Admit it. You were worried when Bueua Vista Games (i.e. Disney) announced that they were going to be publishing the sequel to sublime puzzler Lumines. And you were probably even more worried when you heard that they were going to be including a licensed soundtrack featuring the likes of Gwen Stefani, Beck, The Black Eyed Peas and Missy Elliot. You can relax: it’s the same old Lumines through and through, and on most settings the licensed stuff doesn’t appear until a few skins in. Looks like we’ll have to wait until Meteos: Disney Edition for our Donald Duck avatars, then.
And we really do mean that this is the same old Lumines – the formula hasn’t been fiddled with one bit. There aren’t even any new block formations or power-ups, which is probably a blessing of sorts; Tetris went pear-shaped once pointless complications were added. Instead, Q Entertainment have spruced up the presentation, tidied up the visuals, and chucked in a few new modes and challenges. Your score is no longer capped at 999,999, and there’s a bonus playable demo of Every Extra Extended.
Newcomers are well looked after, with a comprehensive tutorial and a beginners mode. Experienced players might even learn something from the tutorial – it shows you the best ways to line up block formations and everything.
For the uninformed, the idea of Lumines is to match up four blocks of the same colour in either squares or rectangles. Once a line that sweeps from left to right touches them they disappear; if the blocks reach the top of the screen then it’s game over. The horizontal layout suits the PSP perfectly – it was only recently when we played Lumines Live on Xbox 360 that this became apparent. Lumines on anything other than PSP just looks wrong.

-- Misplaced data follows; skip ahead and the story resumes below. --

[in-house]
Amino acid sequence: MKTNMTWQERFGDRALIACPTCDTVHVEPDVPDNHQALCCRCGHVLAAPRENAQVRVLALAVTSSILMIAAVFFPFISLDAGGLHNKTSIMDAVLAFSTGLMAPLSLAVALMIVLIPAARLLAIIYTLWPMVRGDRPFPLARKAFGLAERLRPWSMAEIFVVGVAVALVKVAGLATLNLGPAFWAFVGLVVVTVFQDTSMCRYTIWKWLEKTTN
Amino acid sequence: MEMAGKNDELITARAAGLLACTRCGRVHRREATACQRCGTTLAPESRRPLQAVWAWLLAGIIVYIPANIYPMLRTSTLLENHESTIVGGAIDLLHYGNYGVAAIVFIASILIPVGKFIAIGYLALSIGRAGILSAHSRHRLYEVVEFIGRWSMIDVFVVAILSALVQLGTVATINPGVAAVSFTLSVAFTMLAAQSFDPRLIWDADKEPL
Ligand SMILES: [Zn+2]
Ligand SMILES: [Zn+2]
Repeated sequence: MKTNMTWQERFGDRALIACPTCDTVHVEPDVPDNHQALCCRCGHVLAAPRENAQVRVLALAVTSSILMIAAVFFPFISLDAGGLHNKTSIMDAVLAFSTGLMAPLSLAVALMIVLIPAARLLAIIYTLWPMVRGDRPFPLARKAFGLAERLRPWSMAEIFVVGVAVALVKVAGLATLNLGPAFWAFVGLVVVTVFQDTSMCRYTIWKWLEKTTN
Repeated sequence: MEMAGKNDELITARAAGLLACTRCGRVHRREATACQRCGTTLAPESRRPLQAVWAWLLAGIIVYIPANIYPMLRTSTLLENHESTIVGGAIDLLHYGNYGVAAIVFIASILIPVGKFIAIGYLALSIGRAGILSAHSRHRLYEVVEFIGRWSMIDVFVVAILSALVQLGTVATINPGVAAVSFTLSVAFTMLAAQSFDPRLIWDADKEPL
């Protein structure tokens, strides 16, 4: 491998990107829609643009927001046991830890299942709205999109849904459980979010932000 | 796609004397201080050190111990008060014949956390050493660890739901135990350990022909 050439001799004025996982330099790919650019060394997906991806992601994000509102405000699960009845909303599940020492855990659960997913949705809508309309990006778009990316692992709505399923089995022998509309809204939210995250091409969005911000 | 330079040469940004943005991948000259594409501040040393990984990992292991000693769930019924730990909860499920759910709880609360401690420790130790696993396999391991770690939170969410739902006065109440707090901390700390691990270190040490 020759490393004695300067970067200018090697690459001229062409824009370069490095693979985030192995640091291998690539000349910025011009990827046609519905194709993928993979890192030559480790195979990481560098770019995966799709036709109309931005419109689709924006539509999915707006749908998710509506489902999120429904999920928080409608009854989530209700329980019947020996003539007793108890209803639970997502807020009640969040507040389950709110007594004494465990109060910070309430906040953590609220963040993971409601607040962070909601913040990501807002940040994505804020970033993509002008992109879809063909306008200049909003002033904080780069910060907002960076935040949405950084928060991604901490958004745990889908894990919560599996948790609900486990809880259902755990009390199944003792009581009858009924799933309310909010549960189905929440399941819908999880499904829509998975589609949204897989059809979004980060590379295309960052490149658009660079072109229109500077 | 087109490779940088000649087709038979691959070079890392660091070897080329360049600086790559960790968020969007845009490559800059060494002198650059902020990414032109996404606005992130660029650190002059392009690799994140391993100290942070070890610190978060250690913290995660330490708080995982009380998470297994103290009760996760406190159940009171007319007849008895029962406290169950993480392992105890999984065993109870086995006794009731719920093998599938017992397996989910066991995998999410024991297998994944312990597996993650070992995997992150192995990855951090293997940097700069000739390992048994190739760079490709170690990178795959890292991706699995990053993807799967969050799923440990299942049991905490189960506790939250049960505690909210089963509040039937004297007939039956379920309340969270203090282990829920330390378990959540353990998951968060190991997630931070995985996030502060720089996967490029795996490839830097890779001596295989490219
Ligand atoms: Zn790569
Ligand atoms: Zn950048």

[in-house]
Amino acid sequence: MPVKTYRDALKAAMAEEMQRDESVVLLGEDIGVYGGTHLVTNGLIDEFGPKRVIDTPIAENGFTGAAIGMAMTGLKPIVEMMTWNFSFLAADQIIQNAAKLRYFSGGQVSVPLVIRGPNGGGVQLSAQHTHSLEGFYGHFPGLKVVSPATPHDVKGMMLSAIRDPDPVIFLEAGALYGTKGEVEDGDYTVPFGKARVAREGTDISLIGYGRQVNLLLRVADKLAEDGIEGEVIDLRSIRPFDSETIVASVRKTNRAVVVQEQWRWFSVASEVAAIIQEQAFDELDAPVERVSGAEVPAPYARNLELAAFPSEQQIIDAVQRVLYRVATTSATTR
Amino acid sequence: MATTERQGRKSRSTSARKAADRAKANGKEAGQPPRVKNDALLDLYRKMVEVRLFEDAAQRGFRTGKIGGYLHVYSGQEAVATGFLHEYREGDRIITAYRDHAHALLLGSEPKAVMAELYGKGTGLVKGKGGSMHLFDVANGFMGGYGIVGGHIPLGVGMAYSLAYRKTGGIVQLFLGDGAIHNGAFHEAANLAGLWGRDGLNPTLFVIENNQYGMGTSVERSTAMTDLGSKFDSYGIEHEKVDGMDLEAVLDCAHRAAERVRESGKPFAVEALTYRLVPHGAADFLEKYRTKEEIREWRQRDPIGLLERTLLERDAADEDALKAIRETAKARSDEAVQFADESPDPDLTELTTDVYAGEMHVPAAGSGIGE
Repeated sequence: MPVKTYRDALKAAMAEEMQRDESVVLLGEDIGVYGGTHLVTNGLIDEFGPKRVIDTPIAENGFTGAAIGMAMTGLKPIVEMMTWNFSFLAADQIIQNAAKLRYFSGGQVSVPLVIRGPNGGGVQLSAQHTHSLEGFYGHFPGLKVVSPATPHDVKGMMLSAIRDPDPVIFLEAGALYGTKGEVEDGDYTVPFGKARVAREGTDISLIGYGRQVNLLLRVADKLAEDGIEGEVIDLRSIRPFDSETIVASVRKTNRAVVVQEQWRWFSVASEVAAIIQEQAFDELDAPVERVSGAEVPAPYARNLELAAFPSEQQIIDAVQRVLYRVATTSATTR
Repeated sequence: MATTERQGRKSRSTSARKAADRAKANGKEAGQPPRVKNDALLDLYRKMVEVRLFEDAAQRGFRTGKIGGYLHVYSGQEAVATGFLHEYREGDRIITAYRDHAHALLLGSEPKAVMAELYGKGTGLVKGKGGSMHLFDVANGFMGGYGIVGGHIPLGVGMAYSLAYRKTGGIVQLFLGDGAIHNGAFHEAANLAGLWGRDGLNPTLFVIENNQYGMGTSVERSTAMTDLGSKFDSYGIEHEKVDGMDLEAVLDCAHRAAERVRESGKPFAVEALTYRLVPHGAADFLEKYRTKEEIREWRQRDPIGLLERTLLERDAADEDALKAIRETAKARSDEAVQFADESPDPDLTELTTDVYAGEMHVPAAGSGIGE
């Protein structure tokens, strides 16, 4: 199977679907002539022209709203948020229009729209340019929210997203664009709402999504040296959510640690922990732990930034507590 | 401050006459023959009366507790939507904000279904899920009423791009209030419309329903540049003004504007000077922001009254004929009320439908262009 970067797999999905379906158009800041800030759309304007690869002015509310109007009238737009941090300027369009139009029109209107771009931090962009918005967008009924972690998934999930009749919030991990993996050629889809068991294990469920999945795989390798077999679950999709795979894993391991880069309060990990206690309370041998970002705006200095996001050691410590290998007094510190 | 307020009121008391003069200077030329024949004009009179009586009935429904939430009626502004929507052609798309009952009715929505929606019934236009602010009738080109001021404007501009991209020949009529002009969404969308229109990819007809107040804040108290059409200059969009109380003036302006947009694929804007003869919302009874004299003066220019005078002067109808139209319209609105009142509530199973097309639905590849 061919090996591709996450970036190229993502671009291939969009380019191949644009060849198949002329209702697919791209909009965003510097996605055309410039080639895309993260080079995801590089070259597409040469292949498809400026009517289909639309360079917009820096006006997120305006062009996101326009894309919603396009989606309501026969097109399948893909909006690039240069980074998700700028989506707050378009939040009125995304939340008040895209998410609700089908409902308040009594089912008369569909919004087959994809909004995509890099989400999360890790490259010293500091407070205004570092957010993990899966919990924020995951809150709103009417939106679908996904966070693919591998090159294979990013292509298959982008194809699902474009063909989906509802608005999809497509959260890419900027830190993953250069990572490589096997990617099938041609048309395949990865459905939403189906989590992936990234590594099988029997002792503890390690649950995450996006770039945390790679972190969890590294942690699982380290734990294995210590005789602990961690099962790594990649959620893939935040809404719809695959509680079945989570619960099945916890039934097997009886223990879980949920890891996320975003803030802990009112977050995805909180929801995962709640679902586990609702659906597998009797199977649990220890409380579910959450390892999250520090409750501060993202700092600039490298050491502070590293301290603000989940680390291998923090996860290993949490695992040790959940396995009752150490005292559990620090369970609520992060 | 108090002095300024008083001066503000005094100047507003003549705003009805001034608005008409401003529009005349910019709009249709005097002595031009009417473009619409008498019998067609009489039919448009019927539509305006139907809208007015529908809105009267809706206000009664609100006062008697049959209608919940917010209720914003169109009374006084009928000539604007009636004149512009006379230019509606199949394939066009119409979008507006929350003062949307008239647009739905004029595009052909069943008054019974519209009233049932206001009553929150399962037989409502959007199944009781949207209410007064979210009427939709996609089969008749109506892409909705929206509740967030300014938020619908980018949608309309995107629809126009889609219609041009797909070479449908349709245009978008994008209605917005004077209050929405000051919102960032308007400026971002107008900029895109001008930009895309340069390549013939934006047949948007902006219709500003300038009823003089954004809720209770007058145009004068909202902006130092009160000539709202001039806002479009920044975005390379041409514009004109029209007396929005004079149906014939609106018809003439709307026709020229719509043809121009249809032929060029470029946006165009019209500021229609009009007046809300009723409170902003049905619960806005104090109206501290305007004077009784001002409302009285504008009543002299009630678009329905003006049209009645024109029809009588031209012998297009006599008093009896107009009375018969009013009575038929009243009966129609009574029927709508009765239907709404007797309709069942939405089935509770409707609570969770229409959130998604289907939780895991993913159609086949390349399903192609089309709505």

The new FMV music video backdrops are fairly low-res and do distract at times, but if they assist in attracting new players to the good ship Lumines then we can look past their shortcomings. We like the fact that the sound effects change to suit the licensed music – Pump It by The Black Eyed Peas is set in a car park, and thus the noises when blocks are placed and moved around include tooting horns and screeching tyres.
Staying with the music theme for a moment, on the options menu you’ll find a very rudimentary music mixer. There are four tracks to choose from and over a hundred tempos which can be adjusted and played with. Playlists can also be transferred to a friend’s PSP and vice versa. We don’t know why you’d ever want to do so, but the option’s there if you do.
If you’re already a member of the Lumines fan club, and you’re after more of the same, then this’ll suit you nicely. We’ve already said that newcomers are made welcome, which only leaves those looking for something new. They’re really the only people who are going to be disappointed, but as the saying goes: if it ain’t broke, don’t fix it – just upgrade it and charge extra.